I just reached the 20,000 word mark in THE CATALYST.
TB is breaking my heart. Anti-heroes can be traumatizing to write sometimes. But I wouldn’t have it any other way.
While you wait for those 100,000 or so remaining words, here’s another series with a great anti-hero with his own set of problems. He’s angsty, tormented, foul-mouthed, and also a heavy drinker just like someone I know. And the women around him are casting a floodlight on his problems. Making him own up. Maybe making him clean up, if my hopes for the series are fulfilled. I really hope there’s a happily ever after for Caleb, #1001, and Fran, too. They’ve stolen my hearts as much as my own characters live to do.
GIRL FROM ABOVE (The 1000 Revolution) by Pippa DaCosta
Amazon | Goodreads | Pippa DaCosta’s Website
Try it! The first one’s only $.99 on Kindle right now. It’s wonderfully devourable. Probably one of my favorite series of all time.
Two quick things.
First, I want to share something I read in Orson Scott Card’s Elements of Fiction Writing – Characters & Viewpoint. This goes back to my obsession with the anti-hero. Oh how I love the anti-hero.
Card has a very simple explanation for how to write an unlikable character who appeals to the reader and gains the reader’s sympathy. Give this character several unlikable traits. Keep those traits prominent from page one to the end. Now, along the way, weave in many other subtle traits and actions to create sympathy for this character. Keep these minor. Don’t play them up. The reader will focus on the obvious nasty behavior while slowly gaining sympathy due to the subtle goodness.
Second, Liz over in Purgatory linked to a site that sucked me in. I found this great quote about torturing your protagonist.
The writer is both a sadist and a masochist. We create people we love, and then we torture them. The more we love them, and the more cleverly we torture them along the lines of their greatest vulnerability and fear, the better the story. Sometimes we try to protect them from getting booboos that are too big. Don’t. This is your protagonist, not your kid.
And for my third book, I am on it.
I’ve done some research on the difference between the anti-hero and the Byronic hero. I couldn’t find a definitive article anywhere comparing the two directly, but from what I’ve read here’s my own conclusion.
A Byronic hero is a bad good guy. He does bad things, makes his own rules, operates outside of the law. But his goal is to do good. He’s tormented. He’s introspective. He hurts. He takes full responsibility. He’s Batman.
A Byronic hero will never find true success because he is so conflicted. He seems to be constantly putting out fires in his quest to do right, but due to his own sensitivity of the world he will never achieve his goal. He’s tragic. He’ll never be happy.
An anti-hero is unpredictable. He’s good when he wants to be. He’s bad when he wants to be. And sometimes he’s bad just to piss you off. Because he knows he can, and he doesn’t care. He doesn’t know the meaning of responsibility. He has no regard for right and wrong, he only knows what he wants to do in the moment. His actions will be completely different on another day.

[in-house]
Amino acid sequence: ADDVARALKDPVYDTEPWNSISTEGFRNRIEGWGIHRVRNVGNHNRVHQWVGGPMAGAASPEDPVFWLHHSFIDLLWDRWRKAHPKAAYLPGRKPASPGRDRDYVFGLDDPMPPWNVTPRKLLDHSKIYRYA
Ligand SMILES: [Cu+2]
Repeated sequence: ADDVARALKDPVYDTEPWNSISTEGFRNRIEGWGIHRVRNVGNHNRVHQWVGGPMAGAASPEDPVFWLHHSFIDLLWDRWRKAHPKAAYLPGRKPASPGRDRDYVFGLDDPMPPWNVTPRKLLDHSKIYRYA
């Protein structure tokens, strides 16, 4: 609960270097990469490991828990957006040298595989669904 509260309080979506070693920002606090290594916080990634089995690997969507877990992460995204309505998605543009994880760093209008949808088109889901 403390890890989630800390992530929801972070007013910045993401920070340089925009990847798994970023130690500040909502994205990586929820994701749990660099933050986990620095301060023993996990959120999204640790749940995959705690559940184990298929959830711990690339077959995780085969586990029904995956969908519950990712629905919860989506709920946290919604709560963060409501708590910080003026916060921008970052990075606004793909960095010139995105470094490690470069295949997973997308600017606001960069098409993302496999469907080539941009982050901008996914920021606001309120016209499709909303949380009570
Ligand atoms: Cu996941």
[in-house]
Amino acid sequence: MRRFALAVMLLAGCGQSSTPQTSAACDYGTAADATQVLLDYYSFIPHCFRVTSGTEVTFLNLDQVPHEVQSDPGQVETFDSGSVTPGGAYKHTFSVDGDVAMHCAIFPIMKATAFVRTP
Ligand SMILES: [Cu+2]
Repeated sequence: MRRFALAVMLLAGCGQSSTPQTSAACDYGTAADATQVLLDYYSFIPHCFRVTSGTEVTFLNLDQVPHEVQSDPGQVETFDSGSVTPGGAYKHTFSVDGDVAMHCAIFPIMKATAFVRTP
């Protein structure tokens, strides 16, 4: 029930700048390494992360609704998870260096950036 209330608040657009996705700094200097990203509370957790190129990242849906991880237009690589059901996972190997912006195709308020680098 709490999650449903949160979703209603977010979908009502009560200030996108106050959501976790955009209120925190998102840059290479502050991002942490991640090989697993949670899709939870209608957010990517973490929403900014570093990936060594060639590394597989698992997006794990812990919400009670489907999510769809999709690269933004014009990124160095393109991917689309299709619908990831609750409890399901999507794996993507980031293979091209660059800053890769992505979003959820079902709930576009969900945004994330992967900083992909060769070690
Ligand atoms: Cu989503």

An anti-hero finds success in everything he does. He is happy in his own world because it is all he sees.
In a nutshell, a Byronic hero does bad things for the greater good. An anti-hero does whatever the hell he wants.
I just came across a great article on Writer’s Digest: Defining and Developing Your Anti-Hero.
Although I didn’t purposely fashion one of my MCs into an anti-hero, I believe that’s what he is. He fits every one of these characteristics from the article.
- are not role models, although we secretly would like to kick ass like they do.
- can be selfish and essentially bad people who occasionally are good.
- are sometimes unglamorous and unattractive in character as well as in appearance.
- can be motivated by self-interest and self-preservation, but there is usually a line anti-heroes won’t cross, which sets them apart from villains.
- often have motives that are complicated and range from revenge to honor.
- forced to choose between right and wrong, will sometimes choose wrong because it’s easier.
- can play both sides with good guys and bad guys, profiting from both.
- can sometimes be coerced to help underdogs, children, or weaker characters, and they sometimes do so voluntarily.
- can embody unattractive traits and behaviors, such as sexist and racist attitudes, and violent reactions when wronged.
- can show little or no remorse for bad behaviors.
- are usually a mess of contradictions.
Since this wasn’t intentional, I remember feeling uneasy when writing some of his thoughts early on, before I knew him well. I wanted to like my MC. I don’t want him to have these thoughts. In my first edit, I paused on a particular sexist remark he makes about my heroine, and I almost cut it out. I didn’t want him to be a bad guy! But he is, and he’s so much better because of it.
Now I feel the need to make him even worse.
Another interesting concept is the Byronic hero. Characteristics of a Byronic hero (according to Wikipedia):
- a strong sense of arrogance
- high level of intelligence and perception
- cunning and able to adapt
- suffering from an unnamed crime
- a troubled past
- sophisticated and educated
- self-critical and introspective
- mysterious, magnetic and charismatic
- struggling with integrity
- power of seduction and sexual attraction
- social and sexual dominance
- emotional conflicts, bipolar tendencies, or moodiness
- a distaste for social institutions and norms
- being an exile, an outcast, or an outlaw
- disrespect of rank and privilege
- jaded, world-weary
- self-destructive behavior
My MC possesses most of these – he’s definitely not self-critical, introspective, or charismatic (the latter maybe to my heroine, but she has a good excuse).
So, what is the difference between an anti-hero and a Byronic hero?